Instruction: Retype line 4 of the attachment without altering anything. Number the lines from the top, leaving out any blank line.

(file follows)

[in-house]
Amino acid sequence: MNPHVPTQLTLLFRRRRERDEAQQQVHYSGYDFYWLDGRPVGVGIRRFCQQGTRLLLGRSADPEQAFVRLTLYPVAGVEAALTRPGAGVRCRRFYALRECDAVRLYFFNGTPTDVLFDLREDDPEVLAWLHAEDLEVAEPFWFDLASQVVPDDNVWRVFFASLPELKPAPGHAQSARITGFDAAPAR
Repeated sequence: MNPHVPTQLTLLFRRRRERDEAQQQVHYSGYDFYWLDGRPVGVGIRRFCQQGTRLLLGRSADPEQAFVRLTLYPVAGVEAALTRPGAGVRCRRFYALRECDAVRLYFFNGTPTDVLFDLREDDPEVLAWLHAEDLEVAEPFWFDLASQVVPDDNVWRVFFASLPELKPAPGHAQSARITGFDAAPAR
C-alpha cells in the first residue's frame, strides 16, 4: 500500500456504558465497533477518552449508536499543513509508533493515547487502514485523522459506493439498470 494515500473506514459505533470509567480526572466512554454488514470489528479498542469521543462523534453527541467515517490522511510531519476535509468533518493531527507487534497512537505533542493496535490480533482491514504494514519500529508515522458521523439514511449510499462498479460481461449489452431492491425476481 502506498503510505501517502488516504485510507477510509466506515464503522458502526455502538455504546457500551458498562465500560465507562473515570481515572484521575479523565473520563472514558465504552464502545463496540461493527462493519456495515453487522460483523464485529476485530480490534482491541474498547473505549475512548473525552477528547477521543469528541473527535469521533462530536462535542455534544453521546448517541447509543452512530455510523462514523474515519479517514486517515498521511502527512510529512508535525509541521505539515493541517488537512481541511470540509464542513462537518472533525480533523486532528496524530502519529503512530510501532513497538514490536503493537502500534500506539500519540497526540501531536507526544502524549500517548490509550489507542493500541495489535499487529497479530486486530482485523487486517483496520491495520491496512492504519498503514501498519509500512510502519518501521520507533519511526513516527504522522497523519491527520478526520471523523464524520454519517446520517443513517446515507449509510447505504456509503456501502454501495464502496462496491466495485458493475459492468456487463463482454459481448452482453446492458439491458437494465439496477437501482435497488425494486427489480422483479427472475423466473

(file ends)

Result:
C-alpha cells in the first residue's frame, strides 16, 4: 500500500456504558465497533477518552449508536499543513509508533493515547487502514485523522459506493439498470 494515500473506514459505533470509567480526572466512554454488514470489528479498542469521543462523534453527541467515517490522511510531519476535509468533518493531527507487534497512537505533542493496535490480533482491514504494514519500529508515522458521523439514511449510499462498479460481461449489452431492491425476481 502506498503510505501517502488516504485510507477510509466506515464503522458502526455502538455504546457500551458498562465500560465507562473515570481515572484521575479523565473520563472514558465504552464502545463496540461493527462493519456495515453487522460483523464485529476485530480490534482491541474498547473505549475512548473525552477528547477521543469528541473527535469521533462530536462535542455534544453521546448517541447509543452512530455510523462514523474515519479517514486517515498521511502527512510529512508535525509541521505539515493541517488537512481541511470540509464542513462537518472533525480533523486532528496524530502519529503512530510501532513497538514490536503493537502500534500506539500519540497526540501531536507526544502524549500517548490509550489507542493500541495489535499487529497479530486486530482485523487486517483496520491495520491496512492504519498503514501498519509500512510502519518501521520507533519511526513516527504522522497523519491527520478526520471523523464524520454519517446520517443513517446515507449509510447505504456509503456501502454501495464502496462496491466495485458493475459492468456487463463482454459481448452482453446492458439491458437494465439496477437501482435497488425494486427489480422483479427472475423466473